This is an extremely disturbing trend.
With two more helicopter crashes near Baghdad, including a Marine transport crash on Wednesday that killed seven people, the number of helicopters that have gone down in Iraq over the past three weeks rose to six.
[…] The number also includes a previously unreported downing of a helicopter operated by a private security firm on Jan. 31.
[…] The private security helicopter shot down last week was being flown in support of State Department operations and was forced down 10 miles south of the capital after insurgents attacked it with heavy-caliber ground fire as it flew from Hilla to Baghdad, American officials said Wednesday. Another American helicopter quickly swooped in to rescue the passengers and crew.
The article runs through possible explanations. New technology, better tactics and a decision to shoot at passing helicopters more often are all covered without settling on one or the other. In the end the root cause only matters so much relative to the simple fact that we cannot keep losing helicopters indefinitely.
On our part, changing tactics can only mean so many things. Up-armoring the helicopters, traveling by ground and using less air support are all non-starters. Countermeasures won’t do much good against heavy machine-gun fire, which is where most of the damage seems to be coming from. Rather the answer will more likely include flying at a higher altitude (making SAMs that much more or a risk) and the old Vietnam tactic of using a transport chopper to draw ground fire and then killing it with an attack chopper following close behind.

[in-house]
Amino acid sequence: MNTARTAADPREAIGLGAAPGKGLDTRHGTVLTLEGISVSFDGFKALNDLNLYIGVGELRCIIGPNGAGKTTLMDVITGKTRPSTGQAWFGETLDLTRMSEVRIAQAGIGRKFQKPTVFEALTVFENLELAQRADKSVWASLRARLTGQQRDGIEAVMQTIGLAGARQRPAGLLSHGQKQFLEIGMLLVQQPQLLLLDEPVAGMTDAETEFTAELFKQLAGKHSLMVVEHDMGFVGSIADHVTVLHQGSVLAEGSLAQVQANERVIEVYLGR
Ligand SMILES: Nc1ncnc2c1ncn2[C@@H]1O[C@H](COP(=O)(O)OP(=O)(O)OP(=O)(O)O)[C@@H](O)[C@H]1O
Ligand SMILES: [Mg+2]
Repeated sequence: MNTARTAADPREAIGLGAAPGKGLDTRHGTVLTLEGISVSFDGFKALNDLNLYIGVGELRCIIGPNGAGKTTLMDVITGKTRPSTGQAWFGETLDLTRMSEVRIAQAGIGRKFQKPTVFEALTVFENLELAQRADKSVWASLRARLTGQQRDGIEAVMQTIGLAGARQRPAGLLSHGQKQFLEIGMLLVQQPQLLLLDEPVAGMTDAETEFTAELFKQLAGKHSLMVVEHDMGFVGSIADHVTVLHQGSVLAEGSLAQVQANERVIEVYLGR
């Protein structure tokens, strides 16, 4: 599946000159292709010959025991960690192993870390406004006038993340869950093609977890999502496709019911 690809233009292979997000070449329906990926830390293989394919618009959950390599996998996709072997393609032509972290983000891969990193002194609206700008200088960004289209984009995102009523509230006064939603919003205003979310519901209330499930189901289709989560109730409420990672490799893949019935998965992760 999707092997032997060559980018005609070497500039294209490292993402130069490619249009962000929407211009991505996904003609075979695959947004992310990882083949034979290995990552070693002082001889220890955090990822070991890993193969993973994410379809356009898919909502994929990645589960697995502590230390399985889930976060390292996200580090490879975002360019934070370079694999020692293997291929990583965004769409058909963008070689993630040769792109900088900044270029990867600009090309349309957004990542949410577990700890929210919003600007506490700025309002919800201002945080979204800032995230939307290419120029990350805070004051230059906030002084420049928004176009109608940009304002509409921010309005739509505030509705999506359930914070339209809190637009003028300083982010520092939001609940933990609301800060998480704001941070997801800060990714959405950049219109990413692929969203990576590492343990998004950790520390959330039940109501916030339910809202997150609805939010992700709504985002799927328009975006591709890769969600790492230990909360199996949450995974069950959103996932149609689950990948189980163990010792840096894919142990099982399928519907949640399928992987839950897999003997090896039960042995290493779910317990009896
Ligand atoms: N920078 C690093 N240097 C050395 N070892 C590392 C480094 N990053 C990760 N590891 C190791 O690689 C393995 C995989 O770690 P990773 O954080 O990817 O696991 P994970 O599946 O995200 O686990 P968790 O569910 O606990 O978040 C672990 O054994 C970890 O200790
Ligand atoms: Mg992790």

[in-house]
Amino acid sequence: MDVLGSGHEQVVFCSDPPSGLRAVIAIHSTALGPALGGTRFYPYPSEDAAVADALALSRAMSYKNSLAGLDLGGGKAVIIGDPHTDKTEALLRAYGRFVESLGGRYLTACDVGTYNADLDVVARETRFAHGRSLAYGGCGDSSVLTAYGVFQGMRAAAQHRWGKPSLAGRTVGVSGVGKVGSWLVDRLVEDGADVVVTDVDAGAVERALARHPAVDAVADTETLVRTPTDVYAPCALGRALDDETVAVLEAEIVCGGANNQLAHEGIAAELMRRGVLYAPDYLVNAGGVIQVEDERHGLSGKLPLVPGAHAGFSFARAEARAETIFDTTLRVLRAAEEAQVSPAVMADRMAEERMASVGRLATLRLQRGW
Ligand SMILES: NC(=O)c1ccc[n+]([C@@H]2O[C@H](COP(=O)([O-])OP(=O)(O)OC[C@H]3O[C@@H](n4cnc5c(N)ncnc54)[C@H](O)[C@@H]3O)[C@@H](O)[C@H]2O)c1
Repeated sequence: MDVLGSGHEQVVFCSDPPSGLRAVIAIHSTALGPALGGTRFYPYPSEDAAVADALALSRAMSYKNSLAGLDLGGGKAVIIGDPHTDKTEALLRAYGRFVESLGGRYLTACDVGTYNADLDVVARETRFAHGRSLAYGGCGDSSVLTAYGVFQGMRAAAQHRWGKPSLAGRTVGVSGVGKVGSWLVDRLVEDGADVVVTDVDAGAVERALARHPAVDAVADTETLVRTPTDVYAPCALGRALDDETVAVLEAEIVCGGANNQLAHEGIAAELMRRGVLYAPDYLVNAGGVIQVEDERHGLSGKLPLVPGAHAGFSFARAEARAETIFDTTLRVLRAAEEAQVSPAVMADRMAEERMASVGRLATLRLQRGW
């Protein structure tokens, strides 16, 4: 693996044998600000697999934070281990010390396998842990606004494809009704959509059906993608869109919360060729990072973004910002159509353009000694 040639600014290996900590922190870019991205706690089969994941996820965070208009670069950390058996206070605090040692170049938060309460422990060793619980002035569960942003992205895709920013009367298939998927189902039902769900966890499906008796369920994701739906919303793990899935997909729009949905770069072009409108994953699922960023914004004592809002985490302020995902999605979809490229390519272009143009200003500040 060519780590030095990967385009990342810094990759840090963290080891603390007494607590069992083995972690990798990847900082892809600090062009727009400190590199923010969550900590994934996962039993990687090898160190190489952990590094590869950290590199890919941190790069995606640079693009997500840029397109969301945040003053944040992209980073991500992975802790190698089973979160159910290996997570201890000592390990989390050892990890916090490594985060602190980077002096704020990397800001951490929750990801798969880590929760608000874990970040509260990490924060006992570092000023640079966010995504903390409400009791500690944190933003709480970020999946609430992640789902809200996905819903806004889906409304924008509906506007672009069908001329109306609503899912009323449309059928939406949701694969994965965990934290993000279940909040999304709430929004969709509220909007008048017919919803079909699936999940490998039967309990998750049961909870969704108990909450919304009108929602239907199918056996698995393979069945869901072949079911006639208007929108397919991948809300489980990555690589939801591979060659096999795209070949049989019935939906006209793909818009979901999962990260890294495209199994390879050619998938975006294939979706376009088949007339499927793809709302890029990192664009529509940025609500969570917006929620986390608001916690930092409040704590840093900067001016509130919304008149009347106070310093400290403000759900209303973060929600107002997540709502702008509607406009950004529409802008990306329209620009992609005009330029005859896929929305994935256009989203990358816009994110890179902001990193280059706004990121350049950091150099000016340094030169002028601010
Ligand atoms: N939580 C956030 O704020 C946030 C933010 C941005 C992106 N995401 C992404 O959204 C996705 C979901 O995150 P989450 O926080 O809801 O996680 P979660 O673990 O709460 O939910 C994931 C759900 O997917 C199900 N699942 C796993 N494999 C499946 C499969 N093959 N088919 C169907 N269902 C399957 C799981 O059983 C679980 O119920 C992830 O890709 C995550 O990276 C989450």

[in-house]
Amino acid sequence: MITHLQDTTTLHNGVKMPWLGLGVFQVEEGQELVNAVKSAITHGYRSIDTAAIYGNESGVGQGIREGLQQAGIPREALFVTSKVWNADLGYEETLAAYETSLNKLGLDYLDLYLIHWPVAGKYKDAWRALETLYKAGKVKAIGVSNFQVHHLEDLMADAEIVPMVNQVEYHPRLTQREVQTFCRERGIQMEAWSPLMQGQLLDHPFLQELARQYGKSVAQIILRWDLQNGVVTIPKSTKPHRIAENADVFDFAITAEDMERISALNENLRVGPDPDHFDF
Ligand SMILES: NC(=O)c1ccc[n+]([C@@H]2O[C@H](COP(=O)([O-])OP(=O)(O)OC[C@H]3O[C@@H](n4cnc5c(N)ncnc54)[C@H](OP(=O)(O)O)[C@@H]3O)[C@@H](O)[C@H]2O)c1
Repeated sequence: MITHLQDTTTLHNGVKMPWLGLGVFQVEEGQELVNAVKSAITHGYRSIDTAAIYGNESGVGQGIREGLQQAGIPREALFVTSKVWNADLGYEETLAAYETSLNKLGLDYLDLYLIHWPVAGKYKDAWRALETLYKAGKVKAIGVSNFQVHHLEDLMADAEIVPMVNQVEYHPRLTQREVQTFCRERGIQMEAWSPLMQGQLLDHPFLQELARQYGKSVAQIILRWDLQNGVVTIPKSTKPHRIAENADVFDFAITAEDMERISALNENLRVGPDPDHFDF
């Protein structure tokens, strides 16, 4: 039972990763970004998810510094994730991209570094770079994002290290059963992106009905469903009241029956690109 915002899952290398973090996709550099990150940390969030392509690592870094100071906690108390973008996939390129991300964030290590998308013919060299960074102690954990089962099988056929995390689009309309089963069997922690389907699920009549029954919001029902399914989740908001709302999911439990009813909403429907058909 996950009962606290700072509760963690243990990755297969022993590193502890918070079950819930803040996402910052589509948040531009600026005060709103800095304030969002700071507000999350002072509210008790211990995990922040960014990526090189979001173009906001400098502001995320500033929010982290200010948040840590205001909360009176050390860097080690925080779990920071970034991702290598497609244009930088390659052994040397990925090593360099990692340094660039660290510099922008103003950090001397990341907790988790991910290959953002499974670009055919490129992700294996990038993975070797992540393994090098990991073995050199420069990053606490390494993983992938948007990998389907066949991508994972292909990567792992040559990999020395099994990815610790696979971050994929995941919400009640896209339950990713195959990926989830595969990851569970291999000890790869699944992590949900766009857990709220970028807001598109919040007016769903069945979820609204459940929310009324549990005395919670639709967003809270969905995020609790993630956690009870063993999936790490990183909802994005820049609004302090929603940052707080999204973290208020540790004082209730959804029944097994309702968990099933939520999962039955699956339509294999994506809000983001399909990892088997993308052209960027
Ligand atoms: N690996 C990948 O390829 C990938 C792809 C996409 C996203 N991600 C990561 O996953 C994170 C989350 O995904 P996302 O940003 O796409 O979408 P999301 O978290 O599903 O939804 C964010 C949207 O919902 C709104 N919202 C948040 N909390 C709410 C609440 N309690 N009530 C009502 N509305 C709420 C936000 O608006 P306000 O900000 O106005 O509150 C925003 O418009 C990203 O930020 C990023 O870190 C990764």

I honestly can’t say whether anything that we can do will work. In a war like Iraq helicopters are the crucial, indispensable force multiplier that makes our small units capable of decisively engaging almost any insurgent force. Without their constant presence our forces are potentially stranded in unfamiliar neighborhoods with line-of-sight visibility, poor tactical intelligence and uncertain avenues of escape. Our enemies have total freedom of movement, an intimate knowledge of the local environment and the freedom to engage us when and where they choose. The fact that helicopters will and must go on providing close air support until the day we leave cuts both ways – it means that we will go on fighting on our terms until the end of this war, but it also means that losing helicopters will force our exit that much sooner.